'No, I am not strong enough, even if you could spare me.'
'Do you think Mr. Rivers could come to us?'
Those were the words, but the flush that gave colour to Arthur's face showed the effort which they cost, and his wife's brief answer was cut short by the sweetest tears she had ever shed.
She wrote a note to the clergyman, which was answered by a call the same afternoon. It took Arthur by surprise; but his mind was made up, and colouring deeply, he desired that Mr. Rivers should be shown up. Violet left them alone together, her heart throbbing with grateful hope and supplication.
Arthur's honest though faltering avowal, 'I have never thought enough of these things,' was his whole history.
It had been grace missed and neglected, rather than wilfully abused. There had of course been opportunities, but there had been little culture or guidance in his early days; his confirmation had taken place as a matter of form, and he had never been a communicant, withheld at once by ignorance and dread of strictness, as well as by a species of awe. Even his better and more conscientious feelings had been aroused merely by his affections instead of by the higher sense of duty; and now it was through these that the true voice had at length reached him.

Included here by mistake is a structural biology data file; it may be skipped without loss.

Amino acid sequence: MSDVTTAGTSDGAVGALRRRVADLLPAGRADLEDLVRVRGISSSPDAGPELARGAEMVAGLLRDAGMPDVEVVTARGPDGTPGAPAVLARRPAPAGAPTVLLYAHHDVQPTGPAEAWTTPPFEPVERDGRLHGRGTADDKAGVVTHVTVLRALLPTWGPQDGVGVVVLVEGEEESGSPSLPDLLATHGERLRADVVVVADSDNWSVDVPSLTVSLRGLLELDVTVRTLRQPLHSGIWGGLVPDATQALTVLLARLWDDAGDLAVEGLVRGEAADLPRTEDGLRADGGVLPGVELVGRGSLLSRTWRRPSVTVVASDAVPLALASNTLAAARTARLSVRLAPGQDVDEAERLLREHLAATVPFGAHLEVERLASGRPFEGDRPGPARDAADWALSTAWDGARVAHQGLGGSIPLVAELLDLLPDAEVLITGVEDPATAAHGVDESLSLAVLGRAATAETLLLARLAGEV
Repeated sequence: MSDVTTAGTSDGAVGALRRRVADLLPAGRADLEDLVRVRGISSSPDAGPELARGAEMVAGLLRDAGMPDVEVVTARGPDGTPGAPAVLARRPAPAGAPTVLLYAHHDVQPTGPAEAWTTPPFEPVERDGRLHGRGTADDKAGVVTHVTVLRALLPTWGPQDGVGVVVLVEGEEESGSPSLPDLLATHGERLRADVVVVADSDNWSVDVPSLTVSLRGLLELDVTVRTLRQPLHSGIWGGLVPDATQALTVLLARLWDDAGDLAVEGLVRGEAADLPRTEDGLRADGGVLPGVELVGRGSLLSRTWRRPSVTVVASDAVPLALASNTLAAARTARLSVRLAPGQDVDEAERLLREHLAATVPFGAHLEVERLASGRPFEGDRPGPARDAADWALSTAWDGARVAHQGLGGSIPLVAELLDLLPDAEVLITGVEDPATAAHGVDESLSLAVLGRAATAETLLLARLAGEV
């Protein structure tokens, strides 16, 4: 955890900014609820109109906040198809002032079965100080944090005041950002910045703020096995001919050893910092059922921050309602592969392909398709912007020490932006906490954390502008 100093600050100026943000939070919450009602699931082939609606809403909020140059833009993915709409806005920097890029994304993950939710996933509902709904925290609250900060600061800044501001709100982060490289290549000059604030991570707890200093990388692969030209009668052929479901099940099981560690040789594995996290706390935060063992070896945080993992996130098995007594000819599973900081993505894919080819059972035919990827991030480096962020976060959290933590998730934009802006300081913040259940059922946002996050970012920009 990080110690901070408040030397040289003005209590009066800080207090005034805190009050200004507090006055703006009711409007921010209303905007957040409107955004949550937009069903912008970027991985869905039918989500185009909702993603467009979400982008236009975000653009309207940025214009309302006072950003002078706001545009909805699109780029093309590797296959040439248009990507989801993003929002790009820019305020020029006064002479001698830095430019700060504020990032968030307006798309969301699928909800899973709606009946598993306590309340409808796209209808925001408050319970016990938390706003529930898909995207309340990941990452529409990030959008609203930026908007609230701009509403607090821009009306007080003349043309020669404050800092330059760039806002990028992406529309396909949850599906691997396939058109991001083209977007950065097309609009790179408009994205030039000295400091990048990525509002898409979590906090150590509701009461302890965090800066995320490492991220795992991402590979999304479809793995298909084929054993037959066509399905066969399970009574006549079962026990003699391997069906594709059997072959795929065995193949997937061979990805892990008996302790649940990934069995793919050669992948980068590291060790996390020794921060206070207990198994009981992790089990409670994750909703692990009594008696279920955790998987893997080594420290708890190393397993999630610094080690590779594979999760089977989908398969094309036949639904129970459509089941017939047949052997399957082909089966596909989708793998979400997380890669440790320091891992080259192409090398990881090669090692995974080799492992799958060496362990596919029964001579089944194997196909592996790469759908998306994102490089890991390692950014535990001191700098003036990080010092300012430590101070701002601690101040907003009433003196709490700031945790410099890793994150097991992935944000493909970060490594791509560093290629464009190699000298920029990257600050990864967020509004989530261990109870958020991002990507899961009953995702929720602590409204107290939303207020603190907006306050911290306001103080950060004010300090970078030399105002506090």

He had learnt more from his little boy's devotions than all the years of his life had taught him. The ever-present influence under which his wife and that child lived and acted, impressed itself on him as a truth and reality, and the consciousness of his full responsibility dawned upon him. In the early part of his illness, his despair had been at the thought of his failures as husband, father, and son. Now there came on him the perception that not merely in his human relations had he transgressed, but that far more had he slighted the Almighty and Long-suffering Father. He looked back on his life of disregard, his dire offences--
Thus awakened, he watched each word from his little unconscious teacher, to gather from them clearer hopes of mercy and pardon. Happily, Johnnie, in his daily lessons, was going through the ground- work, and those words of mighty signification conveyed meanings to the father, which the innocent child had as yet no need to unfold. The long silent hours gave time for thought, and often when the watchers deemed that the stifled groan or restless movement arose from pain or oppression, it was in fact drawn forth by the weight on his mind.